Financial Guidance and Claims Bill [HL] - Report (1st Day)

Part of the debate – in the House of Lords at 5:15 pm on 24th October 2017.

Alert me about debates like this

Photo of Baroness Buscombe Baroness Buscombe The Parliamentary Under-Secretary of State for Work and Pensions 5:15 pm, 24th October 2017

My Lords, this amendment, tabled by the noble Baroness, Lady Drake, is identical to the one tabled on 17 July 2017, which I have to say sounds an awful long time ago and feels it too. It would require the body to provide a pensions dashboard as part of its pensions guidance function. The purpose of pensions dashboards is to provide a clear picture of all an individual’s pension savings in one place, accessible online. Pensions dashboards are potentially an important tool to help people to take control of their retirement planning. With automatic enrolment, more people than ever before are saving into workplace pensions, and we know that the nature of work is changing, with more people taking a number of jobs in their lifetime—the noble Lord, Lord McKenzie, has just talked about 11 times possibly becoming an average. The ability of people to view their pension savings in one place could make a real difference in assisting them to plan and save for their retirement, including making better-informed choices on the financial impact on their pension provision of working longer if they chose to do so.

I promised to come back on Report with a full statement on the Government’s position on the dashboard project. The Government are firmly committed to the delivery of pensions dashboards and have restated our commitment, as announced last week at the Pensions and Lifetime Savings Association conference in Manchester by the Parliamentary Under-Secretary of State for Pensions and Financial Inclusion in another place. It was announced that, to take forward this work, the Department for Work and Pensions will take lead responsibility for the policy within the Government and manage the next phase of the project. Working with industry, consumer organisations and regulators, the department will conduct a feasibility study to examine the complex issues that still need to be addressed, such as those highlighted by noble Lords today, particularly the noble Baroness, Lady Drake. We will share an update on this work by spring next year.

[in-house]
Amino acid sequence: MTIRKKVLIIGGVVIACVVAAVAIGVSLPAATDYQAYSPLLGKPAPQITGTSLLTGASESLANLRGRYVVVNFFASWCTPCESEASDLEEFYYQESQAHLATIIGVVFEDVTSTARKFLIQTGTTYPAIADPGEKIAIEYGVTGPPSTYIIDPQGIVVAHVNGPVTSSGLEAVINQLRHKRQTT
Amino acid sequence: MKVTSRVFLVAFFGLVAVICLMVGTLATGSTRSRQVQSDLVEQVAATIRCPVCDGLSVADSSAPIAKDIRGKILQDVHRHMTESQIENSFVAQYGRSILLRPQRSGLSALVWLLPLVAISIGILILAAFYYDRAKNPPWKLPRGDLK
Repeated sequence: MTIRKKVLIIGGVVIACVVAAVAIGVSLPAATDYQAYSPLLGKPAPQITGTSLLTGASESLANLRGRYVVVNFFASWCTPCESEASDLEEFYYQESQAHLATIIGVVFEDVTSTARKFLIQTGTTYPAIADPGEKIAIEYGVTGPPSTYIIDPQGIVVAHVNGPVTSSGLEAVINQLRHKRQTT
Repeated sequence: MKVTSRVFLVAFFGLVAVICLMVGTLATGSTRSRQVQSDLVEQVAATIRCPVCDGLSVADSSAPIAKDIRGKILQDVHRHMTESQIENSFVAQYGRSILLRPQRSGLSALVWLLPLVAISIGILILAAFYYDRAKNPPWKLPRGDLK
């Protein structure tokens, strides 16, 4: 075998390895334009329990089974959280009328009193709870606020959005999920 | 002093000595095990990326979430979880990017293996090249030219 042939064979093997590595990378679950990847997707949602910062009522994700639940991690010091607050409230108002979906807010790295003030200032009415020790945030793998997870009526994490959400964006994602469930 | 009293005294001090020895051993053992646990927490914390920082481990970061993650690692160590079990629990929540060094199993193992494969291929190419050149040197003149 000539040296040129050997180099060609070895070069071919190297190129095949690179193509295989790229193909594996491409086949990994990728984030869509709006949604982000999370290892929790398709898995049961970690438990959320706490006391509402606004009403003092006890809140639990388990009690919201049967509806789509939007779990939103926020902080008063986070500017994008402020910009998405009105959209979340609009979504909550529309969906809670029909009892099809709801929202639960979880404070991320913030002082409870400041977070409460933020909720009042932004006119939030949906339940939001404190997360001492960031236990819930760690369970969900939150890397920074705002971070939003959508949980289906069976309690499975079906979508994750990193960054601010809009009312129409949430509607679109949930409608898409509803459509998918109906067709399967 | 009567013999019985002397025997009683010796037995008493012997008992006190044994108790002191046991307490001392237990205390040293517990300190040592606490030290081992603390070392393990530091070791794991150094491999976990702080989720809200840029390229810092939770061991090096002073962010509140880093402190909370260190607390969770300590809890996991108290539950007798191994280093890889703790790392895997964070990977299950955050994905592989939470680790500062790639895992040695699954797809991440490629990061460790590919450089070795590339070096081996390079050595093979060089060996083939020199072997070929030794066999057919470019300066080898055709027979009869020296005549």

The very helpful report published on 12 October by the ABI-led pensions dashboard project sets out many of the key questions to be explored, and we will look at its research findings and recommendations in detail as part of the feasibility work. We are grateful to all those organisations involved in the project so far. The aims of the feasibility study will include the following: exploring in more detail what will be of the most use to individuals to help them plan effectively for their retirement, as consumers’ needs must be at the heart of our approach; the viability and implications of different delivery models; determining a suitable framework of governance for pensions dashboards; ensuring that consumer interests are safeguarded and their personal information is protected—as the noble Baroness, Lady Drake, has said several times today, we are talking about providing a safe space for public good so it is incredibly important to get this right—and thinking through issues of regulation, standards, data security and identity verification; establishing how to ensure the widest possible contribution of data from pension providers, bearing in mind that effectiveness will be linked to how much information individuals can see in one place, while also taking account of the potential impact on industry; determining the indicative costs of potential models and how they might be funded sustainably; and setting out a pathway for delivery with provisional milestones and recommendations around communications and publicity.

I feel it is important to emphasise again that the needs of the consumer will be at the heart of any design. We want to maximise people’s engagement in their pensions, while maintaining their trust. We will ensure that consumers’ interests are properly safeguarded and their information protected. I also emphasise that our intention is to work very closely with industry and other stakeholders —consumer organisations, regulators and others—in order to take this forward.

As I said in Committee, we believe that the current pensions function of the new body is wide enough to cover a number of the delivery options, including hosting a potential future dashboard. Therefore, specifying this in legislation is not necessary or desirable, as we do not want to stifle innovation nor pre-empt the outcome of the feasibility work. To legislate now would be premature, as we still need to do a lot of work to make pensions dashboards a reality. Indeed, as the noble Baroness, Lady Drake, said, this is a very real challenge and governance issues are critical. We have to have proof of concept before we can deliver.

I am grateful to all noble Lords who have taken part in this debate. I am very pleased that I could say what I have already said this evening—so on that basis, given that I was able to set out the proposals to which the Government are committed for taking this work forward, I hope that the noble Baroness will be willing to withdraw her amendment.